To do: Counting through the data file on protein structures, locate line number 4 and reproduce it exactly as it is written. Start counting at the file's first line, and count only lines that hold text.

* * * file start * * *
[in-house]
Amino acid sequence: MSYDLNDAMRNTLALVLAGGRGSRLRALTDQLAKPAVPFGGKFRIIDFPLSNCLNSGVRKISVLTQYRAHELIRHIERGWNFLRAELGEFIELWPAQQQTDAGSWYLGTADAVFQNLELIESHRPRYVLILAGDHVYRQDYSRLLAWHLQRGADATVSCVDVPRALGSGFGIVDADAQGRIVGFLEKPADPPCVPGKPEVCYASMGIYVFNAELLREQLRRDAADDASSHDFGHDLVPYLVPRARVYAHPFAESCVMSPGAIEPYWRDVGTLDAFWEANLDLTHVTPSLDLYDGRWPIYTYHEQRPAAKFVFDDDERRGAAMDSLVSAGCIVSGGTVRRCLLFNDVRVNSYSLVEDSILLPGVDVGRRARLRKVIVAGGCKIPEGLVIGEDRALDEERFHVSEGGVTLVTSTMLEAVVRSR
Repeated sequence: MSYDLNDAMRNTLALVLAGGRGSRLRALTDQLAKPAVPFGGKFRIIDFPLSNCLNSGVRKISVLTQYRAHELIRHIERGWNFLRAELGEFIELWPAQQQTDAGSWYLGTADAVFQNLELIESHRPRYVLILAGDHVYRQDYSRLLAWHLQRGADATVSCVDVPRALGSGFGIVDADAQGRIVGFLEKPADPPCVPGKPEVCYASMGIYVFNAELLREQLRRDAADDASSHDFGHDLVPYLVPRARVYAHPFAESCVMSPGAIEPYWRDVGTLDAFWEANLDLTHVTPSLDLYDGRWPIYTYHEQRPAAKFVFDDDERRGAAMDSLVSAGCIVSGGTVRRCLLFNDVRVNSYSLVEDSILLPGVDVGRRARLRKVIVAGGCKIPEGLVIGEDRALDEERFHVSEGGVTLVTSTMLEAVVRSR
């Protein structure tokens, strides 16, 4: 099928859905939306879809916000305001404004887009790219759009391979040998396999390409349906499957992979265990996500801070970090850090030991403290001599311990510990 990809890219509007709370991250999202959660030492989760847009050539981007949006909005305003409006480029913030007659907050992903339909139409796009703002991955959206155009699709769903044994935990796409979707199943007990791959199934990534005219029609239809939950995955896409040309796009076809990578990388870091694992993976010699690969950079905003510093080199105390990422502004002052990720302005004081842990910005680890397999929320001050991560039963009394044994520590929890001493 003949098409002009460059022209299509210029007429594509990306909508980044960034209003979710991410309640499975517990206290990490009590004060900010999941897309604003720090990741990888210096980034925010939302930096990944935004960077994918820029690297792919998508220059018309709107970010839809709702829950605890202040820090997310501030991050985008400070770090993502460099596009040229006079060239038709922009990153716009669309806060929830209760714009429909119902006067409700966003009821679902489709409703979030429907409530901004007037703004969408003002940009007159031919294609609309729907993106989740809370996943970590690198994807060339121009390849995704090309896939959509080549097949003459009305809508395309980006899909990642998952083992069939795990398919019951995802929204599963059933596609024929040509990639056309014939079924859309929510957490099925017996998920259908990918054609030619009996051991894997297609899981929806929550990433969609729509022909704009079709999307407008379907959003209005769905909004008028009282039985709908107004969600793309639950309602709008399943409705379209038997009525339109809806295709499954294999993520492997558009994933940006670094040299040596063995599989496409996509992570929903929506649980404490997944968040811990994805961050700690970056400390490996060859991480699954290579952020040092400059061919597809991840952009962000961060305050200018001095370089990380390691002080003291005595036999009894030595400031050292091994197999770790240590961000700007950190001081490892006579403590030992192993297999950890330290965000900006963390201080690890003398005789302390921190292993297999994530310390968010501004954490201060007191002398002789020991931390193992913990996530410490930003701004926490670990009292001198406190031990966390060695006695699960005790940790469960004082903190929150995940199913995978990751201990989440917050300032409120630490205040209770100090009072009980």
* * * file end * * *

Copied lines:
């Protein structure tokens, strides 16, 4: 099928859905939306879809916000305001404004887009790219759009391979040998396999390409349906499957992979265990996500801070970090850090030991403290001599311990510990 990809890219509007709370991250999202959660030492989760847009050539981007949006909005305003409006480029913030007659907050992903339909139409796009703002991955959206155009699709769903044994935990796409979707199943007990791959199934990534005219029609239809939950995955896409040309796009076809990578990388870091694992993976010699690969950079905003510093080199105390990422502004002052990720302005004081842990910005680890397999929320001050991560039963009394044994520590929890001493 003949098409002009460059022209299509210029007429594509990306909508980044960034209003979710991410309640499975517990206290990490009590004060900010999941897309604003720090990741990888210096980034925010939302930096990944935004960077994918820029690297792919998508220059018309709107970010839809709702829950605890202040820090997310501030991050985008400070770090993502460099596009040229006079060239038709922009990153716009669309806060929830209760714009429909119902006067409700966003009821679902489709409703979030429907409530901004007037703004969408003002940009007159031919294609609309729907993106989740809370996943970590690198994807060339121009390849995704090309896939959509080549097949003459009305809508395309980006899909990642998952083992069939795990398919019951995802929204599963059933596609024929040509990639056309014939079924859309929510957490099925017996998920259908990918054609030619009996051991894997297609899981929806929550990433969609729509022909704009079709999307407008379907959003209005769905909004008028009282039985709908107004969600793309639950309602709008399943409705379209038997009525339109809806295709499954294999993520492997558009994933940006670094040299040596063995599989496409996509992570929903929506649980404490997944968040811990994805961050700690970056400390490996060859991480699954290579952020040092400059061919597809991840952009962000961060305050200018001095370089990380390691002080003291005595036999009894030595400031050292091994197999770790240590961000700007950190001081490892006579403590030992192993297999950890330290965000900006963390201080690890003398005789302390921190292993297999994530310390968010501004954490201060007191002398002789020991931390193992913990996530410490930003701004926490670990009292001198406190031990966390060695006695699960005790940790469960004082903190929150995940199913995978990751201990989440917050300032409120630490205040209770100090009072009980």